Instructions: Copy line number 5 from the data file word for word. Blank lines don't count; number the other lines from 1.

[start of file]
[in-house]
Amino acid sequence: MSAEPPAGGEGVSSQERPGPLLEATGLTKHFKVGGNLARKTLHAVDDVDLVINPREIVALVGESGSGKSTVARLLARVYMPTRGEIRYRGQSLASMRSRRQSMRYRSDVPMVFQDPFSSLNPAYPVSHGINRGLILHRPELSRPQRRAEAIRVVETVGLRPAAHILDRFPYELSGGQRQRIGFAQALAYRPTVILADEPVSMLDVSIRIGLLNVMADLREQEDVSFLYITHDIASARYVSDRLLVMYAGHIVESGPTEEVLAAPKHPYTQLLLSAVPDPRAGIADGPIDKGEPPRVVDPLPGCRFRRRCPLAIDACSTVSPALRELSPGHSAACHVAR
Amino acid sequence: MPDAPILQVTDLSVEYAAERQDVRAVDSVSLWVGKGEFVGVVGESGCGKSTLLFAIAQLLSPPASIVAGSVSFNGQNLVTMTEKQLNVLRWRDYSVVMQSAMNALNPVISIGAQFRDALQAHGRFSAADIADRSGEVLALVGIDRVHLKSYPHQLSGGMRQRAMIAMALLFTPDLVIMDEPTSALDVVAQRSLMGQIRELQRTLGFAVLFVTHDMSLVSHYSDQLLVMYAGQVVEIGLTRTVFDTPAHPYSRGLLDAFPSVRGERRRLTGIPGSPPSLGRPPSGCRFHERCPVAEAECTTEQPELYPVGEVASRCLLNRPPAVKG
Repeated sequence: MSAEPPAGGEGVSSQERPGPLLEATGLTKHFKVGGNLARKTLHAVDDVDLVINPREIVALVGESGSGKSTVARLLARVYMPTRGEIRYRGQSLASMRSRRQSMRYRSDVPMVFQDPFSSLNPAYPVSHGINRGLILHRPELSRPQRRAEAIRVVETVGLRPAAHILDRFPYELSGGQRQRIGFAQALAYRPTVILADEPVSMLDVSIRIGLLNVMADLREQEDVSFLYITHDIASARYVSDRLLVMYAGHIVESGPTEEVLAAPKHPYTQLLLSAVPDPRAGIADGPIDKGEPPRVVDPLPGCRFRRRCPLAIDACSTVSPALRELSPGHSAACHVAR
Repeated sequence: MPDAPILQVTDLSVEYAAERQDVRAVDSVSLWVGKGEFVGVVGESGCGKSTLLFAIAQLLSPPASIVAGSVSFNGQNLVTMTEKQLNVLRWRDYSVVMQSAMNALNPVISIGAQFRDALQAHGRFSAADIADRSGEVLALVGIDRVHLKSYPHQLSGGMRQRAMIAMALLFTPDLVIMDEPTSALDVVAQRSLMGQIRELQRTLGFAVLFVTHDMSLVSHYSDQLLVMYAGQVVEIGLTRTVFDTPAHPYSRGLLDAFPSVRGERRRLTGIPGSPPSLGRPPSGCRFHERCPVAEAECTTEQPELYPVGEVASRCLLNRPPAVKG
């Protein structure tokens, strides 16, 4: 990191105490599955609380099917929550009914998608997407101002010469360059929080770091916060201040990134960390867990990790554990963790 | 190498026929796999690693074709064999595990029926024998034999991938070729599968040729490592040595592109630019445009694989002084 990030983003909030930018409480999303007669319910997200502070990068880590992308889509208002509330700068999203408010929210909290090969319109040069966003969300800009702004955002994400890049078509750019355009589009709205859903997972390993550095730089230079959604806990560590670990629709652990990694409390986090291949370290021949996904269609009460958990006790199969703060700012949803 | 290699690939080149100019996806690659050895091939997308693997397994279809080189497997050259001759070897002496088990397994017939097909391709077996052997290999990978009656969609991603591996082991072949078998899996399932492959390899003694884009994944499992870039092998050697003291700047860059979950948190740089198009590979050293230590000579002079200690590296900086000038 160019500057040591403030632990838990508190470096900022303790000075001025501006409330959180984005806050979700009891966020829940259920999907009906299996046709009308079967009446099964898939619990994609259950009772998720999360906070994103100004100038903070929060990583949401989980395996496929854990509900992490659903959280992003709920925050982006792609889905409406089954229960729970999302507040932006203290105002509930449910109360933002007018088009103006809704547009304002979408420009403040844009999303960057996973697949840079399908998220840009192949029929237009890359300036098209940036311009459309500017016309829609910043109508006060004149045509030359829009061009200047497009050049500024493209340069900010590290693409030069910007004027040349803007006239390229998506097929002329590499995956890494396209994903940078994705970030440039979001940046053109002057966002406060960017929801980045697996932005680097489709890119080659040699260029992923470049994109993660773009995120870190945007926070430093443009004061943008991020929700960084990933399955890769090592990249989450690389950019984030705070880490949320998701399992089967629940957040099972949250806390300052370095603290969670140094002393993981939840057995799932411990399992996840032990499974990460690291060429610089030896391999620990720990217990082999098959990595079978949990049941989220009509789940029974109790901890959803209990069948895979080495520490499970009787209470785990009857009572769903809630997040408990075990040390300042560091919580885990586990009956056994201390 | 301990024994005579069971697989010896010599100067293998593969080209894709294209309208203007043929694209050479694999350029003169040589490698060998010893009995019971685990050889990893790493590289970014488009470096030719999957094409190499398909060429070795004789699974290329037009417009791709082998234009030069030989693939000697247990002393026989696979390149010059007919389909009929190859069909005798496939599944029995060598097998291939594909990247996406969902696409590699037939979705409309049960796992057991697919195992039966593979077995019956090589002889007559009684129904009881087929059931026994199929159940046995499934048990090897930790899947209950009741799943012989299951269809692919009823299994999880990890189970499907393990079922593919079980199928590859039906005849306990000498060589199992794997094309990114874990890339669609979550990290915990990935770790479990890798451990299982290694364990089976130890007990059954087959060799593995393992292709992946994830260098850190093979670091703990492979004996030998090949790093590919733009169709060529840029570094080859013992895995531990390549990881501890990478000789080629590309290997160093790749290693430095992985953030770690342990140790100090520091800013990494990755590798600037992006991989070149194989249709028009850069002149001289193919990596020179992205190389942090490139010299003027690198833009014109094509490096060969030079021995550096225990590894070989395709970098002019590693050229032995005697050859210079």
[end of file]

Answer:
Repeated sequence: MPDAPILQVTDLSVEYAAERQDVRAVDSVSLWVGKGEFVGVVGESGCGKSTLLFAIAQLLSPPASIVAGSVSFNGQNLVTMTEKQLNVLRWRDYSVVMQSAMNALNPVISIGAQFRDALQAHGRFSAADIADRSGEVLALVGIDRVHLKSYPHQLSGGMRQRAMIAMALLFTPDLVIMDEPTSALDVVAQRSLMGQIRELQRTLGFAVLFVTHDMSLVSHYSDQLLVMYAGQVVEIGLTRTVFDTPAHPYSRGLLDAFPSVRGERRRLTGIPGSPPSLGRPPSGCRFHERCPVAEAECTTEQPELYPVGEVASRCLLNRPPAVKG